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Old 01-27-2020, 11:49 PM
 
1,485 posts, read 776,647 times
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Quote:
Originally Posted by Gantz View Post
Federal minimum wage should be $0, however individual states should have any kind of minimum wage they wish. That way there is competition/policy experimentation between states and people voting with their feet.

If people think raising minimum wage does not increase unemployment at the bottom, and businesses would just pay $15 an hour to someone whose productivity is only $10 an hour and not try to replace that job with a touchscreen device, why stop at $15? or $20? Just pass a law that the minimum wage should be $1,000 an hour.
Gantz, to the extent of its purchasing power, the minimum wage rate reduces incidents and extents of poverty among the working poor. It additionally bolsters the median rate.

Due to wage differentials, the minimum rate affects upon the 40 percentiles of U.S. employees earning the lowest wage rates,range from critical to substantial.
If minimum wage rate’s too low, it’s not possible to achieve a median rate of sufficient purchasing power.

A lower minimum wage reduces the costs of many manual tasks and does not encourage automation. Automation reduces production costs, and/or increases consistency of quality, and/or improves the quality of products.
Minimum wage rates of the poorest purchasing powers are characteristic of the poorest national economies. Permitting reduction of our minimum rate’s purchasing power is detrimental to our economy.
Automation has always contributed to the improvement of our economy.

Respectfully, Supposn
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Old 01-28-2020, 04:16 AM
 
1,485 posts, read 776,647 times
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Quote:
Originally Posted by Gantz View Post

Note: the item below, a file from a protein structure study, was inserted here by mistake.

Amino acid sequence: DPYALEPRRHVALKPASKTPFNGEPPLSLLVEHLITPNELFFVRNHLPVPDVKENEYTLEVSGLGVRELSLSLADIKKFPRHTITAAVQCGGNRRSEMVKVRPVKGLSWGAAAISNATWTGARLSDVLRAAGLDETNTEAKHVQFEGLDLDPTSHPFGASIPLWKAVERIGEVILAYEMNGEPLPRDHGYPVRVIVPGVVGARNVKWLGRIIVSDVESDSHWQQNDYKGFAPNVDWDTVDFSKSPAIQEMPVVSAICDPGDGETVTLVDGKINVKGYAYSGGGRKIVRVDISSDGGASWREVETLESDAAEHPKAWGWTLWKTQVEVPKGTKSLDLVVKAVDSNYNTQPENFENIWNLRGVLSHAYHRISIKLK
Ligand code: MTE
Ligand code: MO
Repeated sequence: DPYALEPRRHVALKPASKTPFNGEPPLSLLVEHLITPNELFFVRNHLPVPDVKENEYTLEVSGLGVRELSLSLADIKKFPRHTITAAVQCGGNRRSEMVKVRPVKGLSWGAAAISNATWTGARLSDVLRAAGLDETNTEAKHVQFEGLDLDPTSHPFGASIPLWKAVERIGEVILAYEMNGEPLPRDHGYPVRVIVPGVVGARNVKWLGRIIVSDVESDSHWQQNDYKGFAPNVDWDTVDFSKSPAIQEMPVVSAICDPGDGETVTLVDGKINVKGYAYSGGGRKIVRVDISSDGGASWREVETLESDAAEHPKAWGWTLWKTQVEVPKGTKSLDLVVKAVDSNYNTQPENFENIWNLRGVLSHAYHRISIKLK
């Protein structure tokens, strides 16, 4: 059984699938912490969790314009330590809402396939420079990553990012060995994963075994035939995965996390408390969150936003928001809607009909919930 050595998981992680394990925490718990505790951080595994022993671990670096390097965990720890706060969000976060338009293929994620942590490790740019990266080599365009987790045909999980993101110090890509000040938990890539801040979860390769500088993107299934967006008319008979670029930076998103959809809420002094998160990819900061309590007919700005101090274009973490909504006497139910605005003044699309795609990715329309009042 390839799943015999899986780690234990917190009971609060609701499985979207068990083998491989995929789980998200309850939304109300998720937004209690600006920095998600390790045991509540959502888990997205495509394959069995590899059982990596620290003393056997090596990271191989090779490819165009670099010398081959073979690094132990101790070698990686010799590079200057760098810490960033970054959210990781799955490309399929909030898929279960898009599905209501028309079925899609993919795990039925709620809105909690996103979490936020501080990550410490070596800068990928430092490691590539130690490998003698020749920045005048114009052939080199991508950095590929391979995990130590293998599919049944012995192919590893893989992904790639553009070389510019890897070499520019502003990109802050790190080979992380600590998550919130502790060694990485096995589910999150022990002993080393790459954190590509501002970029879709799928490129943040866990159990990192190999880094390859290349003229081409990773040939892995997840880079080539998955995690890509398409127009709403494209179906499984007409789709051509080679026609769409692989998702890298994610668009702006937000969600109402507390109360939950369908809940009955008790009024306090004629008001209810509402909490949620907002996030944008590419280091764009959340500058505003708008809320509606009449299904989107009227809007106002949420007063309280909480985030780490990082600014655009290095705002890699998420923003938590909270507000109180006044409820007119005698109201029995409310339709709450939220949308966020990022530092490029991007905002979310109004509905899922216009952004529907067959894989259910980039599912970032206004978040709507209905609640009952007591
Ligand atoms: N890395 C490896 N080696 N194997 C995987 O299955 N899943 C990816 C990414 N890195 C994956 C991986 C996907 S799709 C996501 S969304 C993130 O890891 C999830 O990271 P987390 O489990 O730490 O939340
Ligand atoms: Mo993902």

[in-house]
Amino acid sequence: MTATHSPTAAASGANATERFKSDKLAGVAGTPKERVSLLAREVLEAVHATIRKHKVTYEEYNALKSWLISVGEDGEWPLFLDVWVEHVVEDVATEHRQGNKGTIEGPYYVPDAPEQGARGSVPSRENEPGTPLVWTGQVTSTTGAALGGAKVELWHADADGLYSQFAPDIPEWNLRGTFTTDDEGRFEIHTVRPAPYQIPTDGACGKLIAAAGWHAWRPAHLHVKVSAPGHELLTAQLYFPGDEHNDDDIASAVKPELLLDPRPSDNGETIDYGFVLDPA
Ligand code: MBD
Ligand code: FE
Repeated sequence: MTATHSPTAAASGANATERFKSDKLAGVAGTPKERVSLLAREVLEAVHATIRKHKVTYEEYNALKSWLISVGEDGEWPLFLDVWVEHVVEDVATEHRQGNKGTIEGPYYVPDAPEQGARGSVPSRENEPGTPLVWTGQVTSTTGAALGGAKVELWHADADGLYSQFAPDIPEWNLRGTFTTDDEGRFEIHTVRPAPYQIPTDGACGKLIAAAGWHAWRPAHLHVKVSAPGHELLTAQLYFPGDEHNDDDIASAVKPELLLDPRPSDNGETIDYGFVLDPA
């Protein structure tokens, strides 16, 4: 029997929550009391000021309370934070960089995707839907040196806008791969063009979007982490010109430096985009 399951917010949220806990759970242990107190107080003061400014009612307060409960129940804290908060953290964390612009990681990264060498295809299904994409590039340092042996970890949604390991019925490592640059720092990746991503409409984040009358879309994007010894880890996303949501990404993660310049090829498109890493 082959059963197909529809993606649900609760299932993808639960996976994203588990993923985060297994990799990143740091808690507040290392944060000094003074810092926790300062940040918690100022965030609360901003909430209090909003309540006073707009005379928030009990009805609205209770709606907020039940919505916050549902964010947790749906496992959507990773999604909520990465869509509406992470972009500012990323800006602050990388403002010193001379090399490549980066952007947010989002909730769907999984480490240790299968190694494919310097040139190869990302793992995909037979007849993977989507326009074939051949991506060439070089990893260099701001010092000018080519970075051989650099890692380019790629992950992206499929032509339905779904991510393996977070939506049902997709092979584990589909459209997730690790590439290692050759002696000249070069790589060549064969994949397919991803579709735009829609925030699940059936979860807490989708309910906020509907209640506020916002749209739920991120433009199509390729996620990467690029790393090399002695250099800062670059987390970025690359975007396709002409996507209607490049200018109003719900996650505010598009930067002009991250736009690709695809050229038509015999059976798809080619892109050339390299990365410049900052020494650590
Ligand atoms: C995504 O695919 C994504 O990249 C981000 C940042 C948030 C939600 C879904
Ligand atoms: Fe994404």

… If people think raising minimum wage does not increase unemployment at the bottom, and businesses would just pay $15 an hour to someone whose productivity is only $10 an hour and not try to replace that job with a touchscreen device, why stop at $15? or $20? Just pass a law that the minimum wage should be $1,000 an hour.
I’m aware of no nation’s economy ever having been harmed by an excessively high minimum wage rate. Although it’s conceivable that could happen, I haven’t conceived as how that harm could or would occur. Respectfully, Supposn

Excerpted from the thread, H.R. 582, “Raise the wage act”:
Quote:
Originally Posted by Supposn View Post
H.R. 582, “Raise the wage act” is a good bill, but opponents of the bill will refrain from mentioning the minimum hourly rate will not be $15 until 7th year after the bill's passage.

In the likely case that it's not passed through and added to our federal statutes, I urge U.S. Congressional members to continue striving and pass a bill that would increase the minimum wage rate by 12.5% of its purchasing power until it attains 125% of its February-1968 purchasing power. Thereafter the rate should be monitored and annually adjusted to retain that purchasing power.
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Old 01-28-2020, 08:09 AM
 
Location: Guadalajara, MX
6,844 posts, read 3,312,663 times
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Quote: